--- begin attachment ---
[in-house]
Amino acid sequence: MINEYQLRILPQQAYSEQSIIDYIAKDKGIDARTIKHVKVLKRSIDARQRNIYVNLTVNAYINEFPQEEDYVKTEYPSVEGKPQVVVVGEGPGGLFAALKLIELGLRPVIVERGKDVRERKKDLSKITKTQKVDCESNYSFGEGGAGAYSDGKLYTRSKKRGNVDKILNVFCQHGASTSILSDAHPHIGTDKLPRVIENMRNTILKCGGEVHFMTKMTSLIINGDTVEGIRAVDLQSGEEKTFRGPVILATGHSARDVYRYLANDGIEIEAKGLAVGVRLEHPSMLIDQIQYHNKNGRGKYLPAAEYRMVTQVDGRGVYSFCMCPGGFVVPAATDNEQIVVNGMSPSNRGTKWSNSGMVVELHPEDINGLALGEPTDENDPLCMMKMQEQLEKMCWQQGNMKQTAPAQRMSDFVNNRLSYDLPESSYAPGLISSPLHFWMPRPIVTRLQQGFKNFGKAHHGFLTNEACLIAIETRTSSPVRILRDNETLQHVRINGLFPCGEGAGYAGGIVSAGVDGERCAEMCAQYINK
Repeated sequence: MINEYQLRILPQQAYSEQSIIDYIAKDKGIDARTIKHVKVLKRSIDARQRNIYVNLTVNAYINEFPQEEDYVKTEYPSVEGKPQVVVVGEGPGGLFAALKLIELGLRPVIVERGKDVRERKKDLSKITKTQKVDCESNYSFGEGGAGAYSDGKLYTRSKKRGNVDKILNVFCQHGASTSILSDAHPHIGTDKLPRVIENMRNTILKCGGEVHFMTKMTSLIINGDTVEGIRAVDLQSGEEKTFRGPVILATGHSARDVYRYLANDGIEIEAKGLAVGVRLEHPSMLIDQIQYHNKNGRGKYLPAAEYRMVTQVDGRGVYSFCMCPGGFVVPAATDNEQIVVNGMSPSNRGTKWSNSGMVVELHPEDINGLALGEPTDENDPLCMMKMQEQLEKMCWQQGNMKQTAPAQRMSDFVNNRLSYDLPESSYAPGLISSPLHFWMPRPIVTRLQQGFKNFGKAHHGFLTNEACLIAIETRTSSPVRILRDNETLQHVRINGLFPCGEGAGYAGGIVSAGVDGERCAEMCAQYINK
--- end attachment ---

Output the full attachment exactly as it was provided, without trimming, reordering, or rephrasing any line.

[in-house]
Amino acid sequence: MINEYQLRILPQQAYSEQSIIDYIAKDKGIDARTIKHVKVLKRSIDARQRNIYVNLTVNAYINEFPQEEDYVKTEYPSVEGKPQVVVVGEGPGGLFAALKLIELGLRPVIVERGKDVRERKKDLSKITKTQKVDCESNYSFGEGGAGAYSDGKLYTRSKKRGNVDKILNVFCQHGASTSILSDAHPHIGTDKLPRVIENMRNTILKCGGEVHFMTKMTSLIINGDTVEGIRAVDLQSGEEKTFRGPVILATGHSARDVYRYLANDGIEIEAKGLAVGVRLEHPSMLIDQIQYHNKNGRGKYLPAAEYRMVTQVDGRGVYSFCMCPGGFVVPAATDNEQIVVNGMSPSNRGTKWSNSGMVVELHPEDINGLALGEPTDENDPLCMMKMQEQLEKMCWQQGNMKQTAPAQRMSDFVNNRLSYDLPESSYAPGLISSPLHFWMPRPIVTRLQQGFKNFGKAHHGFLTNEACLIAIETRTSSPVRILRDNETLQHVRINGLFPCGEGAGYAGGIVSAGVDGERCAEMCAQYINK
Repeated sequence: MINEYQLRILPQQAYSEQSIIDYIAKDKGIDARTIKHVKVLKRSIDARQRNIYVNLTVNAYINEFPQEEDYVKTEYPSVEGKPQVVVVGEGPGGLFAALKLIELGLRPVIVERGKDVRERKKDLSKITKTQKVDCESNYSFGEGGAGAYSDGKLYTRSKKRGNVDKILNVFCQHGASTSILSDAHPHIGTDKLPRVIENMRNTILKCGGEVHFMTKMTSLIINGDTVEGIRAVDLQSGEEKTFRGPVILATGHSARDVYRYLANDGIEIEAKGLAVGVRLEHPSMLIDQIQYHNKNGRGKYLPAAEYRMVTQVDGRGVYSFCMCPGGFVVPAATDNEQIVVNGMSPSNRGTKWSNSGMVVELHPEDINGLALGEPTDENDPLCMMKMQEQLEKMCWQQGNMKQTAPAQRMSDFVNNRLSYDLPESSYAPGLISSPLHFWMPRPIVTRLQQGFKNFGKAHHGFLTNEACLIAIETRTSSPVRILRDNETLQHVRINGLFPCGEGAGYAGGIVSAGVDGERCAEMCAQYINK